Low-grade thermal energy is abundantly available in the form of waste heat or in the environment.1, 2Current technologies using liquid-based thermo-electrochemical cells (TECs) is both cost-effective and scalable for low-grade heat harvesting, and their temperature coefficient (mV/K) is one order of magnitude higher than that of solid-state thermoelectrics.3, 4, 5The research on TECs has mainly focused on the exploit of thermal gradient or thermal cycle, but the potential of these approaches has been limited by the poor energy conversion efficiency or the need of external electricity. We invent a new direct thermal charging cell (DTCC) for low-grade-heat-to-electricity conversion under an isothermal condition without the aid of the thermal gradient across two electrodes or the thermal cycle.6 The DTCC consists of graphene oxide (GO)/platinum nanoparticles (PtNPs) cathode and polyaniline (PANI) anode and an aqueous Fe2+/Fe3+ electrolyte, which can be thermally charged in the open circuit condition. Under isothermal operation, the pouch cell configuration of DTCC with a short distance between two electrodes can be employed for improving electrolyte conductance and rapid heating. Notably, the thermal voltage is generated based on thermo-pseudocapacitive reaction at the GO-electrolyte interface, demonstrating a very high temperature coefficient of 5.0 mV/K and the DTCC exhibits the energy conversion efficiency of 5.19% at 70oC (39.6% of Carnot efficiency). The great applicability of this new thermo-electrochemical system has been demostrated on supplying power for an electrochromic smart window by immerimg DTCCs in a hot water and lightening up an organic light emitting diode by placing DTCCs on a running compressor.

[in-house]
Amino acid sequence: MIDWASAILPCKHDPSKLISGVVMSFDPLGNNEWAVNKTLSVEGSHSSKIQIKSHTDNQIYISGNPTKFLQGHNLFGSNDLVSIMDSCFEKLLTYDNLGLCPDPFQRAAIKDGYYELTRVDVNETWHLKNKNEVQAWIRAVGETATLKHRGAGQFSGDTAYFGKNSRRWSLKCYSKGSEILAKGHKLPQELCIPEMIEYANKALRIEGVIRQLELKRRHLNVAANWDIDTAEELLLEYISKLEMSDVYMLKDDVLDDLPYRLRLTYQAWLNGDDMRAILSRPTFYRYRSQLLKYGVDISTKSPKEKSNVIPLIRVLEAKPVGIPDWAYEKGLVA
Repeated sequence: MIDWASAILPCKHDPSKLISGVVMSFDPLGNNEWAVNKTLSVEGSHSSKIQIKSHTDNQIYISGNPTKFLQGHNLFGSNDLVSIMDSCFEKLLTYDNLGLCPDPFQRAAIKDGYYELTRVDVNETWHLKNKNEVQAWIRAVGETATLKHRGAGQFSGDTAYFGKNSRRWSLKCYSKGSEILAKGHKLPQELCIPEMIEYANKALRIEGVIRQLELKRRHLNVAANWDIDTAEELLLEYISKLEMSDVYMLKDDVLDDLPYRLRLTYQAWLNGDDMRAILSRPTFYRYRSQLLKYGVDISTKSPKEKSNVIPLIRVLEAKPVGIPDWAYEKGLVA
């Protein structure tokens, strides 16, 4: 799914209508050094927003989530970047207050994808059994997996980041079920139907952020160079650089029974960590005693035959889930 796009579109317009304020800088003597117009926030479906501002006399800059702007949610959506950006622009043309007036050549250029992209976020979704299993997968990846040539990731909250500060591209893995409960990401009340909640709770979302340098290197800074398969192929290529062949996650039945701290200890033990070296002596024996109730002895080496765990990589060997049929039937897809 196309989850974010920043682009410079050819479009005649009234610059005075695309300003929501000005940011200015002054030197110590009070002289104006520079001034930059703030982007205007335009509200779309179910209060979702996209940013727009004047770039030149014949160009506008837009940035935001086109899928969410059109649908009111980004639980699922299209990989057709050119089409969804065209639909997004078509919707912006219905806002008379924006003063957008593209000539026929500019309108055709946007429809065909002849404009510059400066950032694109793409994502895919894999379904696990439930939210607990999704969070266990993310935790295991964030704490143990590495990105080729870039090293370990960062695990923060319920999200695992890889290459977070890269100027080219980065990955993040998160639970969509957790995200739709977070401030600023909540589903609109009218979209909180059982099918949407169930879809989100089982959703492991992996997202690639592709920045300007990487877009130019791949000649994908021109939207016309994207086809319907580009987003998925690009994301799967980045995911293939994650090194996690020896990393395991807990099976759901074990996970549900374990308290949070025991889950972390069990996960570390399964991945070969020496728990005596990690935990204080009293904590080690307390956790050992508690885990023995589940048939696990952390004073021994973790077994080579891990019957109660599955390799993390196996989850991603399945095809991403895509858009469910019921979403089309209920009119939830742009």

Viktoriia Osipova is a second-year master student of ITMO University in Saint -Petersburg, her major is “Physics and technology of nanostructures”.
Over the past three decades quantum dots (QDs) have become one of the leading lighting materials with efficient and tunable emission. A potential candidate for the replacement of well-studied CdSe and PbS is the quantum dots of ternary compounds such as AgInS2 (AIS) and CuInS2 (CIS) due to the absence of toxic heavy metals. The unique optical properties of ternary QDs, such as high extinction coefficients, the ability to control the luminescence wavelength by changing the size and composition of the nanoparticles, high quantum yield (QY), photostability and long decay times (~ hundreds of nanoseconds) make them promising alternatives for organic dyes and ideal materials for innovative biomedical tools and applications.
The excellent optical properties of t-QDs make them potential candidates in donor/acceptor systems for spectrally and time-resolved FRET detection schemes. Concerning this, the aim of our research was to investigate resonance energy transfer in a system of interacting water-soluble ternary quantum dots AgInS2/ZnS and organic dyes with a help of spectral luminescent methods.
As a result, effective non-radiative energy transfer was demonstrated in nanomaterials formed by charged AgInS2/ZnS triple quantum dots (donor) and a dye molecule (acceptor) embedded on polymer microspheres using polymer layer-by-layer method of coating. As the result selected organic dyes exhibit significantly increased luminescence decay times in complexes with QDs, which can be utilized for the time-resolved cell imaging and flow cytometry.